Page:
BLOC PARTY ARE BACK!
On this very day (20th August), I am glad to pronounce the release of Bloc Party’s fourth studio album, creatively named…’Four’. But where the title is lacking and more fixated on the indie ideal of ‘hipster-originality’, the album is definitely more forthcoming in the creative department.
Bloc Party, for me, have forever been one of those bands that I have always liked and intended to sit down and listen to intensely…yet never have. So the news of this new release (at least for me) came as a welcoming opportunity and excuse to lock myself away and work my way through the entire back-catalogue, not just those few iconic tracks we all know to love. Even so, I never thought to find myself infatuated with their sound as much as I am, especially with ‘Four’.
‘Four’ as a fourth album keeps up with the typical expectations of those lucky enough to release this amount of music; there’s an inescapable sense of maturity (proved through a more sensitive vocal/lyric), a subtle yet noticeable change in songwriting style, and it’s so polished you could see your face in it. Which is just as well; keeping up their consistency of ‘face-value’ bluntness, ‘Four’ lyrics remain true to the band, and especially in ‘Truth’ and ‘The Healing’ beautifully honest. But between the blunt and the sensitive, there’s the clever light-heartedness of the lil snippets of jokes preciously inserted to cushion the heavy blows of more, dare-I-say, metallic tasting songs, particularly opening track ‘So He Begins To Lie’ which has an eerie familiarity to the alternative-metal sound of InMe.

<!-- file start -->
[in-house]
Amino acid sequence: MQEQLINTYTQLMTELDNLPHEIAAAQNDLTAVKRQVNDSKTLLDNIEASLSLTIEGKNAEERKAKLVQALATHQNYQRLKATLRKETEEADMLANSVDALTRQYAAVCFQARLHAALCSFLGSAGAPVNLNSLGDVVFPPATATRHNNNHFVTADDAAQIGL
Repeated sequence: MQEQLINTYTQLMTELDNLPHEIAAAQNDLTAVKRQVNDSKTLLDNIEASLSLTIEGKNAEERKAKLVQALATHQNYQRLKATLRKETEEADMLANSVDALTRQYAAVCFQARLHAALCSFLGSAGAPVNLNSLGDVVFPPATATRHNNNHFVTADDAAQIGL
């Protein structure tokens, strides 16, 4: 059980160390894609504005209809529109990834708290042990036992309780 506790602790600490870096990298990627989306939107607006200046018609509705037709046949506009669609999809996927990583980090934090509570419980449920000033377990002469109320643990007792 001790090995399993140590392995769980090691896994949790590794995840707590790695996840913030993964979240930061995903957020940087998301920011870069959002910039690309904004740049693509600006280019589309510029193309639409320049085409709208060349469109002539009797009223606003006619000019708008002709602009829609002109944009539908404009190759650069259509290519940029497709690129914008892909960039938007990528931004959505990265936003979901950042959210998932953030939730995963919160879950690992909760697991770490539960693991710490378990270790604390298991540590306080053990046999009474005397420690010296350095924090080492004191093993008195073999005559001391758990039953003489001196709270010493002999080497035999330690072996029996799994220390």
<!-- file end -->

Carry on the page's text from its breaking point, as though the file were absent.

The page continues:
If you’re not keen on hearing this news, do not fear! Tracks ‘Octopus’, ‘Real Talk’, ‘V.A.L.I.S’ not only tip their hats to original Bloc Party but throw them in the air in rejoice of their individual sound! Other tracks, such as ‘Coliseum’, give a new edge to the ‘Bloc’ you never thought you’d hear – in fact, when first listening to the track, with its delta-blues guitar intro, you would wonder whether it was an error on the CD. That is until you realise it’s purposeful as you’re flung head first to a sudden attack of heavy with a capital ‘H’, the experience completed with a screamo outro; ‘mesmerised but baffled’ is what I’m going for.
Usually, when I find myself listening to a fourth studio release, I find myself disappointed, either in the song quality, the lack of imagination or the excess of experimentation. Many bands seem to struggle with a fourth release, and the fatigue and ennui seeps through the speakers. But Bloc Party seem to have managed to walk the line between the original and new, keeping an unmissable sense of comfort and fun in the album and, as a result, keeping their sound fresh yet full to the brim with their roots. Other, more faithful fans may frown upon their little mix-up/mash-up of style in ‘Four’. Yet, personally, I find it energetic and an overall success!